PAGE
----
“Folks just always go,” he says. “Every week. And our shows were no different — the first sold out in a week or so. It was the best experience and I highly recommend it.”
The Stumble Inn Bar & Grill
Brad Bosse is a full-time musician, so when live music came to an abrupt halt in March, things initially looked a little grim. The Hooksett resident averages 350 gigs a year, and found the sudden shutdown scary.
“There were a lot of unknowns,” he says.
Bosse made the move to the life of a musician from a sales background, which gave this busy troubadour a strong work ethic and typically, a packed schedule.
“I liked to be fully-booked 6-8 months in advance,” he says. “All of a sudden it disappeared.”
When the lights came back on, however, Bosse fell back on skills learned during his previous career and hit the phones.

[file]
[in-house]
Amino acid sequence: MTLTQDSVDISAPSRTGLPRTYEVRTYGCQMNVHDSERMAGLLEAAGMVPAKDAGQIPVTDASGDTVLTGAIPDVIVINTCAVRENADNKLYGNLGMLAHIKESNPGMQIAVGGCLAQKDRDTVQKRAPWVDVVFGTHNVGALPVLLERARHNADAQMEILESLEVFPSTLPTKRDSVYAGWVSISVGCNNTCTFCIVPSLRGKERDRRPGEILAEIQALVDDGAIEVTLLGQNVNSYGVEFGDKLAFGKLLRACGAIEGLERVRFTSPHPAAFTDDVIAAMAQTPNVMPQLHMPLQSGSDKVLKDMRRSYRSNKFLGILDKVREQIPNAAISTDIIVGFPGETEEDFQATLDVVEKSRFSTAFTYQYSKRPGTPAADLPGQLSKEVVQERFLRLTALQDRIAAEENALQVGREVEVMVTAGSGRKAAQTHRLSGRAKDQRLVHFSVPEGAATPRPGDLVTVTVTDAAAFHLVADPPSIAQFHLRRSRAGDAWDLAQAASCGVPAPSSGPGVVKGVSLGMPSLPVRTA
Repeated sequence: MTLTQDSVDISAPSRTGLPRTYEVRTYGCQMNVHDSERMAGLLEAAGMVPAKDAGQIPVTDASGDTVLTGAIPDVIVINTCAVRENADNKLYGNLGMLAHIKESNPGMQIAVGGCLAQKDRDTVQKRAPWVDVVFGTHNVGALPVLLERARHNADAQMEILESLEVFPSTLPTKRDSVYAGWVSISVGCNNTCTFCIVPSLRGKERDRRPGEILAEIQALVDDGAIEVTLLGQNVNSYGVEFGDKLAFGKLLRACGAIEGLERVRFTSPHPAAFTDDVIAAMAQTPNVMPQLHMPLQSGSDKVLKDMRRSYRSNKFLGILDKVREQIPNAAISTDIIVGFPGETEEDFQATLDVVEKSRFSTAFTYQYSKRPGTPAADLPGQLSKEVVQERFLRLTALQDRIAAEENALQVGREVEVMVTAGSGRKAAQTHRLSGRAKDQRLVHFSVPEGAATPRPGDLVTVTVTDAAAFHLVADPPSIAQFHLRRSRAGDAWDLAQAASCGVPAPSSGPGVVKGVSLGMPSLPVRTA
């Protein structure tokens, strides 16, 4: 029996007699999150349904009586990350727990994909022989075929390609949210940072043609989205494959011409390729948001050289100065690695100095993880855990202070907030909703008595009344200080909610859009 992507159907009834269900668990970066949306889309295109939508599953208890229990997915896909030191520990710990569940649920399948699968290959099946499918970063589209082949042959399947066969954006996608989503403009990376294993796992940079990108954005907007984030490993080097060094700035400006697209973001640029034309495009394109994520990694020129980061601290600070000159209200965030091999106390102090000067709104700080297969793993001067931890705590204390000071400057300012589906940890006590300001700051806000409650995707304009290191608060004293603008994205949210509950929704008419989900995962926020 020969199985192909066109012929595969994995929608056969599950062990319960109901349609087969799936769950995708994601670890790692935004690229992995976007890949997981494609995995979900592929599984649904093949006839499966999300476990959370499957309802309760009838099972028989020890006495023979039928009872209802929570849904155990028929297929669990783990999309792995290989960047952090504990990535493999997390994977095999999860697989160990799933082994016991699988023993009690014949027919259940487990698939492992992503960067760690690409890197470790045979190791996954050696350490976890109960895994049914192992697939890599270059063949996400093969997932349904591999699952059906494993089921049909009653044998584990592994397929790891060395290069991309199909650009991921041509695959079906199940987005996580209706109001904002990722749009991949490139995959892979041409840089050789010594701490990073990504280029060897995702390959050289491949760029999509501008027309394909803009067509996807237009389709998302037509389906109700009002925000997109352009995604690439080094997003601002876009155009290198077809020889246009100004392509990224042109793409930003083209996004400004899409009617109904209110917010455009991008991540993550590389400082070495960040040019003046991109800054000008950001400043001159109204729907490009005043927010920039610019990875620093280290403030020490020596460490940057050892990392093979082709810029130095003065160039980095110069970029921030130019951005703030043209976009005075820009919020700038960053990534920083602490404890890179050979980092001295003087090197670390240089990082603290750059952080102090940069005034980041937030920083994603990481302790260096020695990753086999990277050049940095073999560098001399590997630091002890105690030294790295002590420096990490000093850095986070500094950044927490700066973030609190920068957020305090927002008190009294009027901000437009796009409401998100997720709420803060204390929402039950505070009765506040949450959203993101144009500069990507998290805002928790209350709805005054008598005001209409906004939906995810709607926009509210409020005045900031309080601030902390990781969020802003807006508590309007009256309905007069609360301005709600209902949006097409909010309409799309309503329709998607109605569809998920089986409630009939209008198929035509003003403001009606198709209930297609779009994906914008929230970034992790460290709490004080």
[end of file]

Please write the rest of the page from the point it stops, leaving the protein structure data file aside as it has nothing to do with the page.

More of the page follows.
“I’d call people and say, ‘Do you need music? I’m ready,’” he says. “I hustle like that.”
The first show back was on a sidewalk at the corner of Elm and Lowell Streets in Manchester at Penuche’s Music Hall.
“Chuck Kalantzis called and said, ‘hey, we’re going to open up. I know you musicians are struggling.’”
To start he played for tips, and discovered that people appreciated the struggle artists were facing.
“The tips were great,” he says. “People understood. And they were also like, ‘Oh my God, life feels semi-normal right now.’”
More recently, Bosse has returned to an old favorite — The Stumble Inn Bar & Grill in Derry.
“I love that place,” he says. “I’ve been playing there for eight years now. The owner, Mike, is one of the greatest guys around. He treats his staff like gold, and they’ll do whatever they can for him.”
A large tent sits just outside this Rockingham Road spot, and that’s where Bosse sets up during his many return dates. What can listeners expect? The unexpected.